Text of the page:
The Vergilian Society invites papers on the topic “Approaches to Teaching Vergil.” The title of the session is adapted from the essay collection on teaching the Aeneid that William Anderson and Lorina Quartarone published in the Modern Language Association's Approaches to Teaching World Literature series. The 2012 APA meeting marks the tenth anniversary of the publication of this book, which is enough time to step back and consider what has been done since then.

Proposals are solicited for papers on teaching the Eclogues, the Georgics, or the Aeneid, in the original or in translation. We are particularly interested in ways in which research and scholarship can enrich teaching, but the focus of the proposal should remain the classroom. Possible topics include, but are by no means limited to, theoretical approaches like narratology and reception studies, engaging themes like victimhood and heroism, connections to other disciplines like history and religion, and so forth. Papers that connect Vergil to the teaching of later literature are also welcome. Please send abstracts of 500 to 800 words, for a 15-20 minute presentation, by email to Craig Kallendorf at Cette adresse email est protégée contre les robots des spammeurs, vous devez activer Javascript pour la voir. . Professor Kallendorf can also be contacted at the Department of European and Classical Languages, Texas A&M University, MS 4215, College Station, Texas, 77843-4215, phone: 979-845-2124. Since all abstracts will be judged anonymously in accordance with APA policies, please do not identify yourself in any way on the abstract page. All proposals must be received by February 1, 2011.


Women and War
Sponsored by the Women's Classical Caucus
Organized by Karen Bassi and Chris Ann Matteo

The Women's Classical Caucus invites proposals for a panel session on Women and War to be presented at the Annual Meeting of the American Philological Association in Philadelphia in 2012.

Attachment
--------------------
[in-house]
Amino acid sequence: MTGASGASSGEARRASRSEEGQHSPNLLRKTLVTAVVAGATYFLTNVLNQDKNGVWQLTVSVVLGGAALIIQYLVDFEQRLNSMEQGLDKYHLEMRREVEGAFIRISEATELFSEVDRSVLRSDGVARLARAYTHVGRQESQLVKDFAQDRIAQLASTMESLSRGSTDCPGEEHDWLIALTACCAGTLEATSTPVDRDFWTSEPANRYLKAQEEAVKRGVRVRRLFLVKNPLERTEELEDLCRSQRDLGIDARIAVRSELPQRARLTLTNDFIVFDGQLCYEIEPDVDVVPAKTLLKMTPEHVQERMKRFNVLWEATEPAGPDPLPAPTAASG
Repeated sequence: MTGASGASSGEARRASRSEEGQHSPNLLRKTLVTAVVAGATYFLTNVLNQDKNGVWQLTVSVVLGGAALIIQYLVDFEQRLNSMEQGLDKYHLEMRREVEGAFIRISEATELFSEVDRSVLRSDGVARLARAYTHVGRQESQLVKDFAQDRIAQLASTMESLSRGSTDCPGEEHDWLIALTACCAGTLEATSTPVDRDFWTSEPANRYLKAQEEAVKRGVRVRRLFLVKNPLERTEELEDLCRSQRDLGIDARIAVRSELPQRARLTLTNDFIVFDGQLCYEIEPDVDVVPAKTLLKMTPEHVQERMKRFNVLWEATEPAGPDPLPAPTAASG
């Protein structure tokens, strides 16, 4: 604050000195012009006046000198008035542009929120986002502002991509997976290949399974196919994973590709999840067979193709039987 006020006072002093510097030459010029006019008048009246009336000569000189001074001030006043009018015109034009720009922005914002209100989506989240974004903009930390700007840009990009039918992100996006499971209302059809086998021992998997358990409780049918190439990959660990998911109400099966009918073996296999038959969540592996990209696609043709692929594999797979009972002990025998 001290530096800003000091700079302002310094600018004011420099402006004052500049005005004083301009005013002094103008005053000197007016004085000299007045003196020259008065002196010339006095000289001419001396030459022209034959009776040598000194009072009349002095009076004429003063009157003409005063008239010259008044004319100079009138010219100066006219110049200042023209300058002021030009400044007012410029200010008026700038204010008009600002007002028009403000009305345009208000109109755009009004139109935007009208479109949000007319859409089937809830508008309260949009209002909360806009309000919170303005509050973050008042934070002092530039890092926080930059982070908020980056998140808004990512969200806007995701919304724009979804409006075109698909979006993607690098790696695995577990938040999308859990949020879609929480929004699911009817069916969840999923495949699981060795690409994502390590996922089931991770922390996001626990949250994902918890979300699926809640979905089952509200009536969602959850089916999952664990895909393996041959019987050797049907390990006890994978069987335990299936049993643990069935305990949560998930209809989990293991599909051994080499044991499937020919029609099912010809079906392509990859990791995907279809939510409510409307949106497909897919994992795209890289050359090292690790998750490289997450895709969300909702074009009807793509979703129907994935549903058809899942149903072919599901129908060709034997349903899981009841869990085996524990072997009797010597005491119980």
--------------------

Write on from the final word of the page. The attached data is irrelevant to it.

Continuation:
In the ancient Mediterranean world -- as in other historical contexts -- women have been both the putative causes of war and its most constant victims. From Helen and Lavinia to Cloelia and Boudicca our sources provide numerous examples of women as figures for both justifying and condemning war, whether as actors or sufferers. The WCC invites papers that explore the relationship between women and the causes, contingencies, and consequences of military conflict in the literary and material culture of the Greco-Roman/ancient Mediterranean world, in the light of any methodological and theoretical perspective.

At a time when the United States is engaged in wars on two fronts and when the rhetoric of war includes appeals to terrorism, nationalism, religious belief, and cultural exceptionalism, the rich and varied ancient record of women's roles in war appears all the more relevant and illuminating. We invite comparative historical, geo-political, and cultural/literary approaches to the topic. Proposed papers may consider 'war' in all its varied lexical forms, and in both its literal and metaphorical uses. Subjects may include (but are not limited to): women as warriors; war, women, and myth; women and the legal discourse of war; the militarized body; war crimes against women; the gendering of aggression; women in the context of foreign, civil, and/or domestic wars; women, kinship, and warfare.

Abstracts of 500 to 800 words, suitable for a 15-20 minute presentation, should be sent as an email attachment (Word doc or pdf) to: Susanna Braund at Cette adresse email est protégée contre les robots des spammeurs, vous devez activer Javascript pour la voir. . You may also send submissions by regular mail: Susanna Braund, Professor of Latin Poetry and its Reception (Canada Research Chair), Dept of Classical, Near Eastern & Religious Studies, UBC, Buchanan C, 1866 Main Mall, Vancouver, BC, V6T 1Z1 Canada.

All abstracts will be judged anonymously. Please do not identify yourself in any way in the abstract itself. All proposals must be received by February 1, 2011.


Contact : Cette adresse email est protégée contre les robots des spammeurs, vous devez activer Javascript pour la voir.

Source : Site de l'APA